We need countervailing measures. I am personally relaxed about whether corporation tax is devolved to the Welsh Government, or the Treasury implements a policy of differential taxation across the state. I am relaxed about which avenue is taken. The key point is that there must be countervailing measures. I understand that there are moves ahead to devolve responsibility to Northern Ireland; what is good enough for the Six Counties is good enough for Wales.
A big theme in the Finance Bill, which we will debate on the Floor of the House before we rise for summer recess, is the planned 3p increase in the cost of fuel. We will table an amendment calling for it to be scrapped, and that is in addition to our work on a true fuel price stabiliser. We are all aware that in the isolated and remote communities we represent, fuel prices are a major issue for constituents. Clearly, if someone lives in an isolated community, they are far removed from where they work, seek leisure and access services.
Jonathan Evans (Cardiff North) (Con):
Will the hon. Gentleman give way?
Jonathan Edwards:
I will finish this point and then give way.
Plaid Cymru will table an amendment to the Finance Bill and we look forward to the support of hon. and right hon. Members. I hope that the hon. Member for Cardiff North is about to say that he will join us in the Lobby.
Jonathan Evans:
I am about to suggest to the hon. Gentleman a way in which we can work more closely together—on transparency in relation to petrol prices. He will know that when the wholesale price of crude oil goes up, there is an immediate increase in the petrol pump price, yet, as the Secretary of State has pointed out, there is not a commensurate drop-off when the wholesale price falls. Of late, a colossal fall in price has reflected the fall in crude prices. In the context of transparency, should more not be done in rural areas to draw the public’s attention to places where the decrease is not being passed on?
Jonathan Edwards:
The hon. Gentleman makes a very interesting point, and I certainly agree with him in that regard. However, the focus in terms of the Finance Bill will definitely be the planned 3p increase.
Turning to what we were calling for in the Budget, we would have saved £8 billion by scrapping the higher rate pension rebate. We would have introduced a windfall tax on the profits of the big six energy companies and reinvested that revenue in improved energy efficiency for homes. That would have achieved the twin objectives of creating jobs in the green industries and dealing with the major social issue we face across the British state in terms of fuel poverty.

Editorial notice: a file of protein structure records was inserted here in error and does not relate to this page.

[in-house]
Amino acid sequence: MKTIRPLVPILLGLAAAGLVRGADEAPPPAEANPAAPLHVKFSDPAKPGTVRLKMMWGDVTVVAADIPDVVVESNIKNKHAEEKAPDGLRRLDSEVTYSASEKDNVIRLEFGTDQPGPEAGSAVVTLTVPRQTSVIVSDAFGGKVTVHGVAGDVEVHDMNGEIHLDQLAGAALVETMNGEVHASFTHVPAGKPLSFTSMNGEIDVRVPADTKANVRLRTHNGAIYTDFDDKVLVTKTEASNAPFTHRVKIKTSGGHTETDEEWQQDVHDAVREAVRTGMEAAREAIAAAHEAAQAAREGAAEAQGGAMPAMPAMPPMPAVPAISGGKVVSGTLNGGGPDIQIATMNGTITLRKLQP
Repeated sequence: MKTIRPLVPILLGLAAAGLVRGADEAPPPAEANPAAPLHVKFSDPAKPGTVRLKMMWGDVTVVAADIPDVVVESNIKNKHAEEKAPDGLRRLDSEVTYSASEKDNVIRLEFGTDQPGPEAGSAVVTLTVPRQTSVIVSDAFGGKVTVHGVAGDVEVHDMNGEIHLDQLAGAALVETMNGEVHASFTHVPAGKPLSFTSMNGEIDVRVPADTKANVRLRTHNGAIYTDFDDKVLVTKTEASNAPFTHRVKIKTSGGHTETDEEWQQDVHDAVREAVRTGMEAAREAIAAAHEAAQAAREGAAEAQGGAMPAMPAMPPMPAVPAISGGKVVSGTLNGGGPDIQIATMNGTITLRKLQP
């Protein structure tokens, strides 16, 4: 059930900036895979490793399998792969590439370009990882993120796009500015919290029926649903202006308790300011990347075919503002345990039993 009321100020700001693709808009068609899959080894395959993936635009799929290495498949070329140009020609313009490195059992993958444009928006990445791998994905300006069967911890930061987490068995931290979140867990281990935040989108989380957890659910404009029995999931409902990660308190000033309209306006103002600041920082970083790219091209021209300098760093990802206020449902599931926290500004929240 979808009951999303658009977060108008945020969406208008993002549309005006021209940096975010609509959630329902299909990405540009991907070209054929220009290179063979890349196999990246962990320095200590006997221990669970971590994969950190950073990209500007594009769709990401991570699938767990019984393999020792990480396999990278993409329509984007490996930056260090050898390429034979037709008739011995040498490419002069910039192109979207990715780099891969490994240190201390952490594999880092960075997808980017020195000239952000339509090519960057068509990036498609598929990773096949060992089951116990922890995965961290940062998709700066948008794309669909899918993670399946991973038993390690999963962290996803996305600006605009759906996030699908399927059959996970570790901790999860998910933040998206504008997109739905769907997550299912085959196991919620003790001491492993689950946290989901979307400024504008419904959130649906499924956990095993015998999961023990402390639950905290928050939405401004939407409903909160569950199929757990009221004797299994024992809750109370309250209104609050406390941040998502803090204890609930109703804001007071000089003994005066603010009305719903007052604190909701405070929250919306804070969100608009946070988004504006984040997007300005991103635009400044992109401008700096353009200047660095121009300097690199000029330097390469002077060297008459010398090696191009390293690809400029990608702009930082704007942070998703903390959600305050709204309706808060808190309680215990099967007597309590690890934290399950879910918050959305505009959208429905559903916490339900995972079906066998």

We particularly wanted the housing revenue subsidy scheme for Wales to be scrapped, which would free £80 million for local authorities that have retained their stock to invest in their housing. The scheme has been scrapped in England and never existed in Scotland and Northern Ireland. There is no justification for its continuation. I look forward to the conclusion of the intergovernmental negotiations on the planning formula, when I hope the matter might be addressed.
We also wanted positive moves towards a financial transaction tax to curb speculation by casino financers and to raise revenue for investment in the productive side of the economy. We would cut employer’s national insurance, as it is essentially a payroll tax. A reduction would therefore encourage job creation. As John Maynard Keynes said:
“Look after unemployment and the budget will look after itself.”
The Treasury would be wise to locate that wisdom at the heart of its thinking.
In conclusion, what we needed was a Budget for jobs and growth. Although it was spun in those terms, this was not such a Budget. The catalogue of mistakes in the Budget has exposed the vacuous nature of the coalition. The Government did inherit an absolute mess from Labour, but their remedy is making matters worse.